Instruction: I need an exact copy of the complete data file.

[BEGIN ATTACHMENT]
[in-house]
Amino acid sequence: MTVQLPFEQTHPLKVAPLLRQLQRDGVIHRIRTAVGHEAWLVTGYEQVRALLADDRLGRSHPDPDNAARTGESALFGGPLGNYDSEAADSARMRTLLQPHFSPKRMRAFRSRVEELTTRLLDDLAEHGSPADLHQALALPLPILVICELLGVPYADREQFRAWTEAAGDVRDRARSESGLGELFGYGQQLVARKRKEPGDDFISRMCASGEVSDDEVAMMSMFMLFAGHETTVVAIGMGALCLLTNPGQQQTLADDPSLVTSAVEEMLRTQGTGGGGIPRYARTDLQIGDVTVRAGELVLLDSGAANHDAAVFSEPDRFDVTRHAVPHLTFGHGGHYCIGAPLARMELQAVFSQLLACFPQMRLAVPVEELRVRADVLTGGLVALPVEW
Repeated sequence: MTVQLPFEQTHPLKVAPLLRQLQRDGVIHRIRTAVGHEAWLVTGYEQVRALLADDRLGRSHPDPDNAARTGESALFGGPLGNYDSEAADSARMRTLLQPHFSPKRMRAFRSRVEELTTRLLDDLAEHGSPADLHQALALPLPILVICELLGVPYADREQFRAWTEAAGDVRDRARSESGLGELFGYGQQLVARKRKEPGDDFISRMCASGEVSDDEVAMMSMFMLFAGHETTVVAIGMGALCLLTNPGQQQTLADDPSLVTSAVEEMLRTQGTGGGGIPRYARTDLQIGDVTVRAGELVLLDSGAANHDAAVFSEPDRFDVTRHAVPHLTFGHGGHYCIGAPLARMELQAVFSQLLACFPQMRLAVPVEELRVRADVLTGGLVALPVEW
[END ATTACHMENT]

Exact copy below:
[in-house]
Amino acid sequence: MTVQLPFEQTHPLKVAPLLRQLQRDGVIHRIRTAVGHEAWLVTGYEQVRALLADDRLGRSHPDPDNAARTGESALFGGPLGNYDSEAADSARMRTLLQPHFSPKRMRAFRSRVEELTTRLLDDLAEHGSPADLHQALALPLPILVICELLGVPYADREQFRAWTEAAGDVRDRARSESGLGELFGYGQQLVARKRKEPGDDFISRMCASGEVSDDEVAMMSMFMLFAGHETTVVAIGMGALCLLTNPGQQQTLADDPSLVTSAVEEMLRTQGTGGGGIPRYARTDLQIGDVTVRAGELVLLDSGAANHDAAVFSEPDRFDVTRHAVPHLTFGHGGHYCIGAPLARMELQAVFSQLLACFPQMRLAVPVEELRVRADVLTGGLVALPVEW
Repeated sequence: MTVQLPFEQTHPLKVAPLLRQLQRDGVIHRIRTAVGHEAWLVTGYEQVRALLADDRLGRSHPDPDNAARTGESALFGGPLGNYDSEAADSARMRTLLQPHFSPKRMRAFRSRVEELTTRLLDDLAEHGSPADLHQALALPLPILVICELLGVPYADREQFRAWTEAAGDVRDRARSESGLGELFGYGQQLVARKRKEPGDDFISRMCASGEVSDDEVAMMSMFMLFAGHETTVVAIGMGALCLLTNPGQQQTLADDPSLVTSAVEEMLRTQGTGGGGIPRYARTDLQIGDVTVRAGELVLLDSGAANHDAAVFSEPDRFDVTRHAVPHLTFGHGGHYCIGAPLARMELQAVFSQLLACFPQMRLAVPVEELRVRADVLTGGLVALPVEW